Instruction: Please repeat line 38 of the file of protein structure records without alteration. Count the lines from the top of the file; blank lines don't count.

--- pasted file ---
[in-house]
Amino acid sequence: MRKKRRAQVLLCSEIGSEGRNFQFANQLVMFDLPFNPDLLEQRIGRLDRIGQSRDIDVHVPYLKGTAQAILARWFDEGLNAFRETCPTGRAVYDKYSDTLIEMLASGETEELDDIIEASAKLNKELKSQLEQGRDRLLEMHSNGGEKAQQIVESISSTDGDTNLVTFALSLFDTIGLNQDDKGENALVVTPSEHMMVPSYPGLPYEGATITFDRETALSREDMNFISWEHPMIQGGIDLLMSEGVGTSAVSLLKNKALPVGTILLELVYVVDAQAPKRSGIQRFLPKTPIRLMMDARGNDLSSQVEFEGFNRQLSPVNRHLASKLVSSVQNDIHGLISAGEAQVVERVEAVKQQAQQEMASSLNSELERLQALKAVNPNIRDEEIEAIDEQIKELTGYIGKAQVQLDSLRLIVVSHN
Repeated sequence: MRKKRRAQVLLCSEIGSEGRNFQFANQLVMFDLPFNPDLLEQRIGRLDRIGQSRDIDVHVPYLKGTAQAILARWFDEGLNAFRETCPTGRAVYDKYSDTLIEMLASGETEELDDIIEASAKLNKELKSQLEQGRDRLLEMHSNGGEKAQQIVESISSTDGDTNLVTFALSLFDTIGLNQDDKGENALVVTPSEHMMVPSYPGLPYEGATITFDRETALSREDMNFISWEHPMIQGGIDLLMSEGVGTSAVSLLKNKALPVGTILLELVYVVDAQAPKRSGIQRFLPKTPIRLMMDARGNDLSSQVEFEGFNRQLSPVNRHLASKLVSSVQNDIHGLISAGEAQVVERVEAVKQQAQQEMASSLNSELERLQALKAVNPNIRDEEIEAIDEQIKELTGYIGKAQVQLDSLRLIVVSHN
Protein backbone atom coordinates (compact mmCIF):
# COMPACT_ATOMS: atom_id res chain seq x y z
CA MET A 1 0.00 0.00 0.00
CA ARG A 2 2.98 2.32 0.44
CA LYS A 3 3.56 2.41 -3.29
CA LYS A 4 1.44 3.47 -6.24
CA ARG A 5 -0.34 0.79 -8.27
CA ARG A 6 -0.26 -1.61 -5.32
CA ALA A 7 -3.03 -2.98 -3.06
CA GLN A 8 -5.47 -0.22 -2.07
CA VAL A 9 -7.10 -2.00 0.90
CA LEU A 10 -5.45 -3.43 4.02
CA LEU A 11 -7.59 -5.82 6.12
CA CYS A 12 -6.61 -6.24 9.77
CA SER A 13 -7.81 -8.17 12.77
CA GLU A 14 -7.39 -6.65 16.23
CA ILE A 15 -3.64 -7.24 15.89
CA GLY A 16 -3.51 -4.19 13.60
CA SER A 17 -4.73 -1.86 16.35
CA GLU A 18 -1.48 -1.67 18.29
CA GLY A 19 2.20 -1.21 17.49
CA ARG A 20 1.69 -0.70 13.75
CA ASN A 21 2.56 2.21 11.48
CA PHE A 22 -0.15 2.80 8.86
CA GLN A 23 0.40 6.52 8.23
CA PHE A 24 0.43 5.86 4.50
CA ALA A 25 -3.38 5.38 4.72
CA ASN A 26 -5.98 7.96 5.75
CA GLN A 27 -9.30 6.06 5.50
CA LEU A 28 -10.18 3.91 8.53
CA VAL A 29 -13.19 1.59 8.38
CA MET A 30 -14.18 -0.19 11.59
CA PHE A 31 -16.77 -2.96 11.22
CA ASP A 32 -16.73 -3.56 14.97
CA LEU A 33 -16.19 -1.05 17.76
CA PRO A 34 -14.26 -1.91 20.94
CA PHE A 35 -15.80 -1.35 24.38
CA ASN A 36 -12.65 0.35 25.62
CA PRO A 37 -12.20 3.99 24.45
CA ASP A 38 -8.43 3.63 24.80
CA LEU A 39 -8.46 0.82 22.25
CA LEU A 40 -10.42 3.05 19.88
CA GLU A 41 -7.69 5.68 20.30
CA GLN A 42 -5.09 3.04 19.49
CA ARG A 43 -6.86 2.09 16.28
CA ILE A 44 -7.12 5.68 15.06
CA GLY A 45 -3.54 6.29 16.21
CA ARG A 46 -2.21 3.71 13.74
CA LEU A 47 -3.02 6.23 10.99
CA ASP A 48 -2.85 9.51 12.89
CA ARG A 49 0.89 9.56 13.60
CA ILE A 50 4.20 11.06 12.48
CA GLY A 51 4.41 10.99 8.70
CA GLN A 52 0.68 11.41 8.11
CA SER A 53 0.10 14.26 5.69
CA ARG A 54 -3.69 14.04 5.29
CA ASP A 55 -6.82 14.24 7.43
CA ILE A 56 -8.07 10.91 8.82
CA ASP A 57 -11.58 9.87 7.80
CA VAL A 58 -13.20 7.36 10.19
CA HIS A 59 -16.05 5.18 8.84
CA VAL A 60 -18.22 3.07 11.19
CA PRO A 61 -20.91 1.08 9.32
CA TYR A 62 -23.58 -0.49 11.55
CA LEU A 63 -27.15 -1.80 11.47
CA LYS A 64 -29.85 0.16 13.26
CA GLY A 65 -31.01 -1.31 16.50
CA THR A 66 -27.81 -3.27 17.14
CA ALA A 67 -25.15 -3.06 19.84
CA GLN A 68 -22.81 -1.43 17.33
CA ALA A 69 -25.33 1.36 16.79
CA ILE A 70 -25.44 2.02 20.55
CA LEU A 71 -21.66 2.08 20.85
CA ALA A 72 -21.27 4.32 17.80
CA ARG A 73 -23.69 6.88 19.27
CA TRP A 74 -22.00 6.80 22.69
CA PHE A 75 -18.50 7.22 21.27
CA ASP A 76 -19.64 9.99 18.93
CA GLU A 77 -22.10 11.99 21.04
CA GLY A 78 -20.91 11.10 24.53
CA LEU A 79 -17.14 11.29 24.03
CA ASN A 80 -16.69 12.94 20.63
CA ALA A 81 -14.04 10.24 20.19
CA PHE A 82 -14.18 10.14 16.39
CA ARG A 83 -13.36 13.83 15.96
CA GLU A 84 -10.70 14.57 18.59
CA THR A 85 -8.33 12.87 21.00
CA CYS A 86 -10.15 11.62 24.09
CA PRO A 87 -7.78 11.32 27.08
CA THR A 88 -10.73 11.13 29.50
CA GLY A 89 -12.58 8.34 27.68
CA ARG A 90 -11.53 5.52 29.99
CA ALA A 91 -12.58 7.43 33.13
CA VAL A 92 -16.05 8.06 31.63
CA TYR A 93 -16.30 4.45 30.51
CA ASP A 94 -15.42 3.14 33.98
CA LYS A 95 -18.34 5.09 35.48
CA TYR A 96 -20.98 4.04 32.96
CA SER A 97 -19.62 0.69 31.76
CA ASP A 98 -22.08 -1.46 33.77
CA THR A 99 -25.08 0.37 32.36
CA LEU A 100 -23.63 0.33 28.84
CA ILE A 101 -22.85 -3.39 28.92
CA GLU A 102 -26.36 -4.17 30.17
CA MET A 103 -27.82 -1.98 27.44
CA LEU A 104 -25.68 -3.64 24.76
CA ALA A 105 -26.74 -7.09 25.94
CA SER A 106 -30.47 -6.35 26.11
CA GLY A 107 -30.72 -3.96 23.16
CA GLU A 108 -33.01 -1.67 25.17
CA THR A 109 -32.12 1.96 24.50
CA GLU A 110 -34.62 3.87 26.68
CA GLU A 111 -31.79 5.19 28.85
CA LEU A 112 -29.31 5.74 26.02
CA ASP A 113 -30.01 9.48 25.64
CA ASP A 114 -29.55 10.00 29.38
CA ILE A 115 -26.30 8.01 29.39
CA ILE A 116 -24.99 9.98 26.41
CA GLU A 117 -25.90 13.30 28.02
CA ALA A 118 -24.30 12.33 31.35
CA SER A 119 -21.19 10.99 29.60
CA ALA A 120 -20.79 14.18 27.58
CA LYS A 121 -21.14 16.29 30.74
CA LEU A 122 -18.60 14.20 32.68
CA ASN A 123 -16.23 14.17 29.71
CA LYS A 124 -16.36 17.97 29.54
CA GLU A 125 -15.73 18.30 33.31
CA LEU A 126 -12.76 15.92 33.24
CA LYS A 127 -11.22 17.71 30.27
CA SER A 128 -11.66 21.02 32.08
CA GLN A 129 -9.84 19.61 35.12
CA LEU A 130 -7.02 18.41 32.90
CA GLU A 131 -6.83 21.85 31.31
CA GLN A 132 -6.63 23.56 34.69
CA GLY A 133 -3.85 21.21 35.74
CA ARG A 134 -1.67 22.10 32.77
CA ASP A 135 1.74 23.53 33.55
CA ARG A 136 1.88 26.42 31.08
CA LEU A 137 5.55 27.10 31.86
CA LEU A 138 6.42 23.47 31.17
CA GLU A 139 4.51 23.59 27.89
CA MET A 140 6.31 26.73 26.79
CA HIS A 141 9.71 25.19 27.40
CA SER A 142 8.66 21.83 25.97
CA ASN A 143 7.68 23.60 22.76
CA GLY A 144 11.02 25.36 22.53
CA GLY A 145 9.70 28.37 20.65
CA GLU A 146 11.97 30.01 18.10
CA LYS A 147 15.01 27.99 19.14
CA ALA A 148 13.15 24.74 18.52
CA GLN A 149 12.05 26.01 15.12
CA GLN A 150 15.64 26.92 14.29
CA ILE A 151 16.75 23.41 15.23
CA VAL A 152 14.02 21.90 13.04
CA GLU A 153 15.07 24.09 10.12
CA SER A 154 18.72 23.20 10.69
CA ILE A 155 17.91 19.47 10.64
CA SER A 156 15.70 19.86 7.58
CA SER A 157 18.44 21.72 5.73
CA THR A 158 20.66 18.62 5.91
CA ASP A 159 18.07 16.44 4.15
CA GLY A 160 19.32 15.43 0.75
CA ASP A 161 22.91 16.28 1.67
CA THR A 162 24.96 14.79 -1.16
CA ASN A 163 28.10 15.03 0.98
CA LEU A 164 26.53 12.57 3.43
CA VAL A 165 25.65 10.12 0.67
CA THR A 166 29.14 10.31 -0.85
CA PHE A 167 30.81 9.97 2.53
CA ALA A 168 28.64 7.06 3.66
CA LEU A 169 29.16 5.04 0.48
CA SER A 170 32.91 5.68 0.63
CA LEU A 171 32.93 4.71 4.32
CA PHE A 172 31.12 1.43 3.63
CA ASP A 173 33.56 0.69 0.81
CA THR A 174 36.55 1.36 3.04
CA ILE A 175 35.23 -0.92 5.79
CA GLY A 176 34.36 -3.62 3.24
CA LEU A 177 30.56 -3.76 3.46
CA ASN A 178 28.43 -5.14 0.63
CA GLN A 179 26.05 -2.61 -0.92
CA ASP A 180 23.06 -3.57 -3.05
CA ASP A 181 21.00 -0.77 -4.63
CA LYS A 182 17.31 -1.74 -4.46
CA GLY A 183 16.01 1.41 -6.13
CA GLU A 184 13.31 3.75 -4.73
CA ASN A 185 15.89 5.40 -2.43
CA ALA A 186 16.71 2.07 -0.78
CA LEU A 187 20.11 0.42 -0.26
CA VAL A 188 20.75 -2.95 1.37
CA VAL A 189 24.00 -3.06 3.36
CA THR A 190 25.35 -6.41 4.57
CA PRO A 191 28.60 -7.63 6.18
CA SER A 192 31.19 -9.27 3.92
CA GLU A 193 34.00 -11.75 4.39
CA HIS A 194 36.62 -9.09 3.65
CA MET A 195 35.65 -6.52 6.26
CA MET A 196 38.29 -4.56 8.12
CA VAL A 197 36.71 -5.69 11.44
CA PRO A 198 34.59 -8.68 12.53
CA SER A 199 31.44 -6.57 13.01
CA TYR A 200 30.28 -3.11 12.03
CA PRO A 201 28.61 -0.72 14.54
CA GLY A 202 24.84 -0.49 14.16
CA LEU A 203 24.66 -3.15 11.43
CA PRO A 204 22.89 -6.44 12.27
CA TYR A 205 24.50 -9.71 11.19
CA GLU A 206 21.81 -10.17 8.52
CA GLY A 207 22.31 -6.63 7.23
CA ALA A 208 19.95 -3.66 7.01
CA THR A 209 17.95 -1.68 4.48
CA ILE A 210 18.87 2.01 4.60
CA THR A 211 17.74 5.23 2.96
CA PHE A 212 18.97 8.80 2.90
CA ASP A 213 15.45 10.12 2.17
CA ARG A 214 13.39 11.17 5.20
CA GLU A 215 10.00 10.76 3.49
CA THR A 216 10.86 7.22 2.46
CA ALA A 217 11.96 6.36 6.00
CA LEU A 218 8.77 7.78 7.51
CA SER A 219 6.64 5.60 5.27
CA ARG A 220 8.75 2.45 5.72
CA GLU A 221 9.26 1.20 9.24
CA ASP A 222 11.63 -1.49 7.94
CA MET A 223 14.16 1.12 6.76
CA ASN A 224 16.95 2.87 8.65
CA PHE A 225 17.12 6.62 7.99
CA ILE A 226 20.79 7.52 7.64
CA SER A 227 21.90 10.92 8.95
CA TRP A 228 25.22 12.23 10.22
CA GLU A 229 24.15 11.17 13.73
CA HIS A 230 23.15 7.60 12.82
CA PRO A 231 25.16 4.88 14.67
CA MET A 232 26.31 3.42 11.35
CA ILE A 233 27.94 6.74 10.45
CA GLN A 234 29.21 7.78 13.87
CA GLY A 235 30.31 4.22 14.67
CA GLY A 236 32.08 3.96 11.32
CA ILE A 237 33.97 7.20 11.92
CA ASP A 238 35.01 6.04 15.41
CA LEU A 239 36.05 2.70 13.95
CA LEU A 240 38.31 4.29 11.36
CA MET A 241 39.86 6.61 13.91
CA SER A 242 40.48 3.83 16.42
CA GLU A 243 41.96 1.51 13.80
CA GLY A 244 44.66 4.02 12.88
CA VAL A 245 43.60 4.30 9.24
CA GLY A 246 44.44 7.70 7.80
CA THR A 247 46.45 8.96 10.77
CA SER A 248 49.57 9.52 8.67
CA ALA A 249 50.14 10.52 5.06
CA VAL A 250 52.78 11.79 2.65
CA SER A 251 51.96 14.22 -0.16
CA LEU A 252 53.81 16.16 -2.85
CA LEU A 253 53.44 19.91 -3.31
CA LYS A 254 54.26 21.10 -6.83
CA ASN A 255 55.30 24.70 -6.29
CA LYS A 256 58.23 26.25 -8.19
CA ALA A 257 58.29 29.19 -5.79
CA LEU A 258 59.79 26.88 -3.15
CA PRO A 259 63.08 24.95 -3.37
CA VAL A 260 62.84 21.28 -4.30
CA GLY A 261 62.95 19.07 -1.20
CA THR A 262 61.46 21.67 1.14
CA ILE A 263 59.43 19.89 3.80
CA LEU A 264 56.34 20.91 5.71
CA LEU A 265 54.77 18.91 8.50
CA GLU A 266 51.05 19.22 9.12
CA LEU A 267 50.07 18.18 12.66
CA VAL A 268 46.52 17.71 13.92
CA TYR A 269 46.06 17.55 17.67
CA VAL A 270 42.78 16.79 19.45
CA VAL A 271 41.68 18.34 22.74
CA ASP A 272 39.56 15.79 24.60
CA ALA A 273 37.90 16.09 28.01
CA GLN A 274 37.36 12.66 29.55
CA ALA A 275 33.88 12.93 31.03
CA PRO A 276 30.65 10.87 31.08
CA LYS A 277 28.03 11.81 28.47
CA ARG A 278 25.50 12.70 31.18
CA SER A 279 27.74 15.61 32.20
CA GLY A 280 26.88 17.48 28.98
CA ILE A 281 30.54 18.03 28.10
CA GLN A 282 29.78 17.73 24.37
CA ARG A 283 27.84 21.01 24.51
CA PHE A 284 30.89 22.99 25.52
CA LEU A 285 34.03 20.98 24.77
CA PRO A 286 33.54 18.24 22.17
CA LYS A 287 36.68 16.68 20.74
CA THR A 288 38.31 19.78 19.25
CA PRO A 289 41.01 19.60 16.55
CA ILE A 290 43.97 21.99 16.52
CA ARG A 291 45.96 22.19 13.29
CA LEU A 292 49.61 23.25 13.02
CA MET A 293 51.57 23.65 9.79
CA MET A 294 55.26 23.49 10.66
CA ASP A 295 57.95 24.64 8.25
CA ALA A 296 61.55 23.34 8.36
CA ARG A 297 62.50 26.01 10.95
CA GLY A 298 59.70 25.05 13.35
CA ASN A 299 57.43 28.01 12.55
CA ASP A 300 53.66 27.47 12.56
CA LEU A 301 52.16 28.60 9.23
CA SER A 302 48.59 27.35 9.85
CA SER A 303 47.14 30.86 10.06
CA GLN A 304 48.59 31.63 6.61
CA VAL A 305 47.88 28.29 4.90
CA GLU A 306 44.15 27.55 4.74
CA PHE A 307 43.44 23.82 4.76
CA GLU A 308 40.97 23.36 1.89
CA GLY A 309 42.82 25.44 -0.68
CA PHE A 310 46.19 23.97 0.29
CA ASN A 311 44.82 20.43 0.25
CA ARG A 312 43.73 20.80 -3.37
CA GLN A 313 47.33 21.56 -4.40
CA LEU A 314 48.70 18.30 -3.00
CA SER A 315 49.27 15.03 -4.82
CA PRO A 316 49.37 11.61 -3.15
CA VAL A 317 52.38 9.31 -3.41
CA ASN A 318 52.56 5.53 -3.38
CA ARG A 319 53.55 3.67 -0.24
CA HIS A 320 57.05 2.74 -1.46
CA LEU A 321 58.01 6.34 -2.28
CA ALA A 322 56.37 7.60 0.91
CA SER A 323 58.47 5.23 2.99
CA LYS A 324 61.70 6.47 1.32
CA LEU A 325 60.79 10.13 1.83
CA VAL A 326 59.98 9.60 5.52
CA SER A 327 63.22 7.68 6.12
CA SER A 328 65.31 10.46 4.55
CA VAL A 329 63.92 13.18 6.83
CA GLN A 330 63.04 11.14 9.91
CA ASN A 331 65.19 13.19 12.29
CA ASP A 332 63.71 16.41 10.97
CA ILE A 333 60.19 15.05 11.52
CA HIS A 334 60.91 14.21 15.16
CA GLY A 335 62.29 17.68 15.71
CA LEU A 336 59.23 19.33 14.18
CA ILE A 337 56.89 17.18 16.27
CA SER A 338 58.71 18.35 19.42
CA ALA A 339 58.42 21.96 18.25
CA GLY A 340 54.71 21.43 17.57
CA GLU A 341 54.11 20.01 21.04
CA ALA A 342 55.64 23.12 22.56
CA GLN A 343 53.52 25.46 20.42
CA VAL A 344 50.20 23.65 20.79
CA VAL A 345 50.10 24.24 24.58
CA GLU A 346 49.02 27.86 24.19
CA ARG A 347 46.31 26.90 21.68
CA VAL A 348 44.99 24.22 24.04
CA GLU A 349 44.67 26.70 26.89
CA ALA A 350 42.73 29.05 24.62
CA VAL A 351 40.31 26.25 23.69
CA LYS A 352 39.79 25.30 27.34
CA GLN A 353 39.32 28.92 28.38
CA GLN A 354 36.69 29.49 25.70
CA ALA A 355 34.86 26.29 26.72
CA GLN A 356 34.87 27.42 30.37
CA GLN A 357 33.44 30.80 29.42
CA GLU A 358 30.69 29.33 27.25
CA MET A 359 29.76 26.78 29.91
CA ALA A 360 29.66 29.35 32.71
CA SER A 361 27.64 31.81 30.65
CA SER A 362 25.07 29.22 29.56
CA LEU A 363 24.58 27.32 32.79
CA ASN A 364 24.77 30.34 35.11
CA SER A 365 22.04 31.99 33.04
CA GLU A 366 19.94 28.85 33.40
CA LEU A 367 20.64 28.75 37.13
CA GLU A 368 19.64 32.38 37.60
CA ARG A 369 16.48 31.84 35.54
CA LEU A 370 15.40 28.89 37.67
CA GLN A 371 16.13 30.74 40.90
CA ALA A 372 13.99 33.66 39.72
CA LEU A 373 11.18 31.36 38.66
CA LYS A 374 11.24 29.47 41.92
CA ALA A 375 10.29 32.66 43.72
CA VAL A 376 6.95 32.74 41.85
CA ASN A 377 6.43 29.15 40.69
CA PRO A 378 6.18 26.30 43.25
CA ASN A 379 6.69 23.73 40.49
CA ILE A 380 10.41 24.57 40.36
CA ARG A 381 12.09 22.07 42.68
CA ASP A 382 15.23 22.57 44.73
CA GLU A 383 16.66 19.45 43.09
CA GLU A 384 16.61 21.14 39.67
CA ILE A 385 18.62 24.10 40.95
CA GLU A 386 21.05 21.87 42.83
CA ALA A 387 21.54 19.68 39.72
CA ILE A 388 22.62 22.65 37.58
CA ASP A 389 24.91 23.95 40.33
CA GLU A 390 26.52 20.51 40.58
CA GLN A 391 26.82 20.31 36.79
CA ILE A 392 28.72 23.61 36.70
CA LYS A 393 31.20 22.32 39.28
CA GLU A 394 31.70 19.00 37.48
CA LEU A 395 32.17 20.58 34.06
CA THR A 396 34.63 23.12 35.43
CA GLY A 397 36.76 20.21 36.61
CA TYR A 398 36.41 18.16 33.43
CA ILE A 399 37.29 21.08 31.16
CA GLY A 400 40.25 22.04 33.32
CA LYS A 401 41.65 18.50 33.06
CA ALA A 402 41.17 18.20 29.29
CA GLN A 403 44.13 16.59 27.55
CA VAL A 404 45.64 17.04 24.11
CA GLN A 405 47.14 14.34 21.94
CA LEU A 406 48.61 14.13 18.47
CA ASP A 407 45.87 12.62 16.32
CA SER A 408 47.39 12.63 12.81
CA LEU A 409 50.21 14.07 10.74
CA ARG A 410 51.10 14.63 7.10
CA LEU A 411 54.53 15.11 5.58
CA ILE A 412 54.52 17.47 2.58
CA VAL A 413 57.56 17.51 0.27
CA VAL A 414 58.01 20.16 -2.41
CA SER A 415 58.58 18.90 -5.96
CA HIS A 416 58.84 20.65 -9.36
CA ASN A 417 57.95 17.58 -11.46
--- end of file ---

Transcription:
CA LEU A 33 -16.19 -1.05 17.76